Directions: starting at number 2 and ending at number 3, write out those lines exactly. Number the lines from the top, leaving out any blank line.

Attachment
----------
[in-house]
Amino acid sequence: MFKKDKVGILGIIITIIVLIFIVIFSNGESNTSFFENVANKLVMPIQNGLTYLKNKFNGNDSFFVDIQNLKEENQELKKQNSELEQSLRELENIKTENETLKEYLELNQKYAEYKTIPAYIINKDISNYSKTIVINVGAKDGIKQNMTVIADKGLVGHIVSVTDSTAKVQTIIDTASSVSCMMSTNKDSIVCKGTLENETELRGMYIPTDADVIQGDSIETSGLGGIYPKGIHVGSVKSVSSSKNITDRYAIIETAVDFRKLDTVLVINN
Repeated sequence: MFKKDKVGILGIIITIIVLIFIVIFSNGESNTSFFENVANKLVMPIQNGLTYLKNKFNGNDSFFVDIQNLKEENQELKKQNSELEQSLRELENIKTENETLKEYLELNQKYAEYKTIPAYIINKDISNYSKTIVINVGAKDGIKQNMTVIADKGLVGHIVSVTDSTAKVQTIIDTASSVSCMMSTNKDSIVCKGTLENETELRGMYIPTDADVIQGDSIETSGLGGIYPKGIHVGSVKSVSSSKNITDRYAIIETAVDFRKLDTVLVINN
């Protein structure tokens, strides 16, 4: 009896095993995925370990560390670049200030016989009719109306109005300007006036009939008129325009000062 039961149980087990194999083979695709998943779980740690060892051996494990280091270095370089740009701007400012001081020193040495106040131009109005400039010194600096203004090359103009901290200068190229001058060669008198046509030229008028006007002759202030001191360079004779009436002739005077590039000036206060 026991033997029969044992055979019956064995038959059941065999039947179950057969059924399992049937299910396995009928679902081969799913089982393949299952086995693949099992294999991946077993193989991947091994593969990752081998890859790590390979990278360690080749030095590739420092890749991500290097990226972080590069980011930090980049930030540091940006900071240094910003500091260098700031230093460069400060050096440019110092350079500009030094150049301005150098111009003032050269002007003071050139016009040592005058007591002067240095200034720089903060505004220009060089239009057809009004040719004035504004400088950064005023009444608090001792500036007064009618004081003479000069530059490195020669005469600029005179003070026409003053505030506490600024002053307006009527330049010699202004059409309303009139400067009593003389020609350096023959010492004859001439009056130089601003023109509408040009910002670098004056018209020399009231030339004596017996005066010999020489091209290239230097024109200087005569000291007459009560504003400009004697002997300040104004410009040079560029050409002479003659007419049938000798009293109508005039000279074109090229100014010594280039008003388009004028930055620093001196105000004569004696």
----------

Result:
Amino acid sequence: MFKKDKVGILGIIITIIVLIFIVIFSNGESNTSFFENVANKLVMPIQNGLTYLKNKFNGNDSFFVDIQNLKEENQELKKQNSELEQSLRELENIKTENETLKEYLELNQKYAEYKTIPAYIINKDISNYSKTIVINVGAKDGIKQNMTVIADKGLVGHIVSVTDSTAKVQTIIDTASSVSCMMSTNKDSIVCKGTLENETELRGMYIPTDADVIQGDSIETSGLGGIYPKGIHVGSVKSVSSSKNITDRYAIIETAVDFRKLDTVLVINN
Repeated sequence: MFKKDKVGILGIIITIIVLIFIVIFSNGESNTSFFENVANKLVMPIQNGLTYLKNKFNGNDSFFVDIQNLKEENQELKKQNSELEQSLRELENIKTENETLKEYLELNQKYAEYKTIPAYIINKDISNYSKTIVINVGAKDGIKQNMTVIADKGLVGHIVSVTDSTAKVQTIIDTASSVSCMMSTNKDSIVCKGTLENETELRGMYIPTDADVIQGDSIETSGLGGIYPKGIHVGSVKSVSSSKNITDRYAIIETAVDFRKLDTVLVINN